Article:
Generation 40s – 四十世代

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Four challenges ‘Greater Bay Area’ planners must overcome to ensure success

CommentInsight & Opinion

Feng Da Hsuan and Liang Hai Ming highlight some issues for planners to consider for the Greater Bay Area, including how to tackle the complexities of the massive project, attract talent and prevent a brain drain in smaller cities, and ensure a safety net for failure

The release of a “Greater Bay Area” development plan for linking Hong Kong and Macau with nine cities in Guangdong province is expected to be released early this year. The plan may be a sign of China’s ascent, but this area will be starkly different from, for example, the San Francisco, New York and Tokyo bay areas. While it is all within one nation, it also links two “systems”, three currencies and multiple cities. This makes the plan highly convoluted, and such complexity could pose far more challenges than those found in other bay areas.

Here are four potential issues. First, because the Greater Bay Area consists of cities in Guangdong province, plus Hong Kong and Macau, any kind of amalgamation will be one of multiplicities, rather than natural affinities, and this could mean additional obstacles to the flow of talent, finance, logistics, information and so on.

It has been suggested that the euro-zone experience could provide a good lesson where, to coordinate nations of vast differences as seamlessly as possible, it was necessary to jointly organise and empower a “coordination team” to overcome the difficulties. Indeed, having such a team, at least in principle, should lead to greater affinities. This is why a single currency, the euro, and a single political system known as the European Parliament were established.

One obvious difficulty that the euro zone faced is that the economically weaker nations within it, such as Greece and Portugal, raised their debt levels greatly while under the euro-zone protection umbrella. The actions of these nations resulted in a series of debt crises which led to doubts about the sustainability of the euro zone, roiling financial markets, including those outside Europe. The European debt crisis and Brexit, plus the drama of potential exits by Greece and the Netherlands, have been directly or indirectly due to such actions.

These nations have chosen to leave, or have considered leaving, the euro zone so they can individually decide on exchange rates in order to increase exports and promote economic development. How to overcome or prevent the same fate in the Greater Bay Area is something that needs to be addressed upfront.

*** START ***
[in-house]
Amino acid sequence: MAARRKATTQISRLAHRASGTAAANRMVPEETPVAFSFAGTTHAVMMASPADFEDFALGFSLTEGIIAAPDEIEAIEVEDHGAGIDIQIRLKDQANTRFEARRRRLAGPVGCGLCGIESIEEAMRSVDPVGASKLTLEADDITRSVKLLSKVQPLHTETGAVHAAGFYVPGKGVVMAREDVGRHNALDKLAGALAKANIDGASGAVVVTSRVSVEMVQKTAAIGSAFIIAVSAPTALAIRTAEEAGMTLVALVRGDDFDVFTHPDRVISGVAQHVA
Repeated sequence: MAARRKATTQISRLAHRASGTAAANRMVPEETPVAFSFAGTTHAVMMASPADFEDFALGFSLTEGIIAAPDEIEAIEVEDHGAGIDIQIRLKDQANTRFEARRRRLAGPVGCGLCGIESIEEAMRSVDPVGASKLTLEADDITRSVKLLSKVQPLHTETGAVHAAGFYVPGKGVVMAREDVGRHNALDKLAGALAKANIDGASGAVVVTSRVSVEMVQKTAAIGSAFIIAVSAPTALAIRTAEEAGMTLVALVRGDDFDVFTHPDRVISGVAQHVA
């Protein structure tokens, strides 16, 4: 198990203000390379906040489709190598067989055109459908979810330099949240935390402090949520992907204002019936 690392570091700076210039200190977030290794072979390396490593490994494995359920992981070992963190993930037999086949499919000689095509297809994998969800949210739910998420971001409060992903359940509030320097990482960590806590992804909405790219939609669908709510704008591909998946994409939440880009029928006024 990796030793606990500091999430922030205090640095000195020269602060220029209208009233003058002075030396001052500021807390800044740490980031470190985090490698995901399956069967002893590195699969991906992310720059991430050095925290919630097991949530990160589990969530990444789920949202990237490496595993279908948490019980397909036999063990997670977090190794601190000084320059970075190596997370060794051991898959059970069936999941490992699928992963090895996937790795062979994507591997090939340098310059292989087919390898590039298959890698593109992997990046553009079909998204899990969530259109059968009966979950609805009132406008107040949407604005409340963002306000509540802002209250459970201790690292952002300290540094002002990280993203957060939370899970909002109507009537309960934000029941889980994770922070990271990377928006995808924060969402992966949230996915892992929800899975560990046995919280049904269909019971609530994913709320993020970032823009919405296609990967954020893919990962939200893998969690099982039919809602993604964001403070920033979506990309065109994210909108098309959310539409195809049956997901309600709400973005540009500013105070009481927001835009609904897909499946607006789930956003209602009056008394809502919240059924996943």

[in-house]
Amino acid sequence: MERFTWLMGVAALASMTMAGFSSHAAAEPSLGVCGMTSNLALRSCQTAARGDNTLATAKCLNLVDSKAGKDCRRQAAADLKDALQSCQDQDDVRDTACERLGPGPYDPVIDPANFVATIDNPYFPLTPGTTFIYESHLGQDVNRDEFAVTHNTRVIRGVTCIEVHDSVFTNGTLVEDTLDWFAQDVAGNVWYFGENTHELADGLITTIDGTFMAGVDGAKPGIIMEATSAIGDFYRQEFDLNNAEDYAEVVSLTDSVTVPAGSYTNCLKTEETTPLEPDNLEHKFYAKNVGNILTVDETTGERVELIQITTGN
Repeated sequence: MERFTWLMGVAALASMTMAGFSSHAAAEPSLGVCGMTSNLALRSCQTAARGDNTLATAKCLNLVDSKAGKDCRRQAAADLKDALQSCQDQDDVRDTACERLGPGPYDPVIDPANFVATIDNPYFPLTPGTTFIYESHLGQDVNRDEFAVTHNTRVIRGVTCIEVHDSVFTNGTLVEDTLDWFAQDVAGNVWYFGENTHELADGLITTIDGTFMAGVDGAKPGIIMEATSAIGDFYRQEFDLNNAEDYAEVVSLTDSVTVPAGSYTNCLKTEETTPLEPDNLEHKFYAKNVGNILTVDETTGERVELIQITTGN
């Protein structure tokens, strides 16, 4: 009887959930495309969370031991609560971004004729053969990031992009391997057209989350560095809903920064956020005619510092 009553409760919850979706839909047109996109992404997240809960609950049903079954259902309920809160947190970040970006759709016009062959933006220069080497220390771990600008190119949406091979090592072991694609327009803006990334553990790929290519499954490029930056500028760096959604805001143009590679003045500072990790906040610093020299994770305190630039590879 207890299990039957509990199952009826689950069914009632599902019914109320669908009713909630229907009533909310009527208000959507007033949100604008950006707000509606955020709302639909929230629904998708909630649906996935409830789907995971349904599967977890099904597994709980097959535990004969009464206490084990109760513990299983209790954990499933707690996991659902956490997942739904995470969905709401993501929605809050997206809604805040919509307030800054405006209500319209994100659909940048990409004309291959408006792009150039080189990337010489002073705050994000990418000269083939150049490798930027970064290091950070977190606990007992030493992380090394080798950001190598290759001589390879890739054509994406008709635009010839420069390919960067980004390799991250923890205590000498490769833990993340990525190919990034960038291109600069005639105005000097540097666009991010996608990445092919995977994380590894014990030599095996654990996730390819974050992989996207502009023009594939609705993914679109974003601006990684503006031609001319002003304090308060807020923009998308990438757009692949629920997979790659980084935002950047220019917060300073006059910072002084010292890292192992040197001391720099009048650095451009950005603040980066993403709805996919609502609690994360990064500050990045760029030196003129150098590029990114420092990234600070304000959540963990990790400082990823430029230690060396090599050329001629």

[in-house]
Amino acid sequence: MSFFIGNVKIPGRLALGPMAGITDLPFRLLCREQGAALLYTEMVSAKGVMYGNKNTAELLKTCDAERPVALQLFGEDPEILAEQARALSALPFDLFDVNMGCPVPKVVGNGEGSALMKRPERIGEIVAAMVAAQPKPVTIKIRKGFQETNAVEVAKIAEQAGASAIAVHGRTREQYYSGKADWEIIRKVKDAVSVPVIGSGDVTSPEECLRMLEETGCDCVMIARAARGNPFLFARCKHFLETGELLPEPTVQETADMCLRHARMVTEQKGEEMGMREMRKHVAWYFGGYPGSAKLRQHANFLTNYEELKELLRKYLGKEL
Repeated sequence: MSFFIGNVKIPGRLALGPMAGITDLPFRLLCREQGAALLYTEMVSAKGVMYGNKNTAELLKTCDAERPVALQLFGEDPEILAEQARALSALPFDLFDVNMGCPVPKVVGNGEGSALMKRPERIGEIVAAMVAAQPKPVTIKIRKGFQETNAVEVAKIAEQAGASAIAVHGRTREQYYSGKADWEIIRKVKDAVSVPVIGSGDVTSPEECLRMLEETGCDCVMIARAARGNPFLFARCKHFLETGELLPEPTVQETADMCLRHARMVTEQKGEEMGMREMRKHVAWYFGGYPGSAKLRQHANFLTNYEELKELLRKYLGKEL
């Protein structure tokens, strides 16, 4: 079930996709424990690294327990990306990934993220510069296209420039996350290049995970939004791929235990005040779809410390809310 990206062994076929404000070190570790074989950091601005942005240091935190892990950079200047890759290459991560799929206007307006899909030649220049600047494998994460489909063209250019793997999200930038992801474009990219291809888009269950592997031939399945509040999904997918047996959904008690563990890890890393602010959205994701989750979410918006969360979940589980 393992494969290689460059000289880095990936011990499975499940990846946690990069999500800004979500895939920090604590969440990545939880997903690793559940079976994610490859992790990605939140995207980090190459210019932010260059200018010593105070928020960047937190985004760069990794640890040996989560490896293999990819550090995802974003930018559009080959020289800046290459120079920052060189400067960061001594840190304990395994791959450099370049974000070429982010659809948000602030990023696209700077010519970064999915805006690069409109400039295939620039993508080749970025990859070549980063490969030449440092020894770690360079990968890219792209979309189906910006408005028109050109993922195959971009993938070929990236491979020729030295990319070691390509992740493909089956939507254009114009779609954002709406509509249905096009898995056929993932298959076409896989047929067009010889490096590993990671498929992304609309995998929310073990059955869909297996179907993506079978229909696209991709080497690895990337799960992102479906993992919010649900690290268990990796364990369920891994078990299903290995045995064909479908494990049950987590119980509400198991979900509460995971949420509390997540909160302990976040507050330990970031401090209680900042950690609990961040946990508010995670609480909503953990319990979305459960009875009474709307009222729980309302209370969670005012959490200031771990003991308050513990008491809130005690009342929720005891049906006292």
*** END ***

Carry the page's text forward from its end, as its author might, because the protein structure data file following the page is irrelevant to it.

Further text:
Also, the Greater Bay Area may not be able to attract talent within China and worldwide for sustainable development. It will take much more than just money and new projects to make the area a global centre of technological innovation, advanced manufacturing and maritime, finance and trade; what is needed is talent across the board and a global mindset.

There are two main issues to address in this respect. The first is to understand that the vision and ideas of foreign talent, especially people from Europe and North America, are quite different from those in China. Besides requiring high-paying jobs, comfortable living conditions and a pleasant working environment, these people also want a clear project mission, a step-by-step plan and well-designed project funding.

Unfortunately, this is the opposite of how Chinese operate. Generally speaking, while Chinese may have an initial grand vision, they tend to “plan along the way” rather than long-term and without already designated funds. The leadership of this grand development scheme will need great wisdom to bridge the gap.

Second, in euro-zone nations, due to workers’ low wages in the “have-not” nations, talent and indigenous finance tend to flow naturally toward the “haves”, causing a downward spiral for the others, making them even poorer. A similar situation may occur in the Greater Bay Area, where talent in cities outside Guangzhou, Hong Kong and Macau could flow towards those three. This could force such cities to institute favourable policies to retain indigenous talent, which could widen the gap between rich and poor in those cities, resulting in social instability.

The Greater Bay Area could also affect the surrounding regions. Developing the bay area could have a beneficial effect on surrounding, less-developed areas. However, an undesirable “echo effect” may occur; that is, production in those areas could flow back into the Greater Bay Area because of the emphasis on its development, causing the surrounding regions to suffer a loss of resources and production.

Finally, to become a truly successful world-class technological region, there must be a safety net for failure.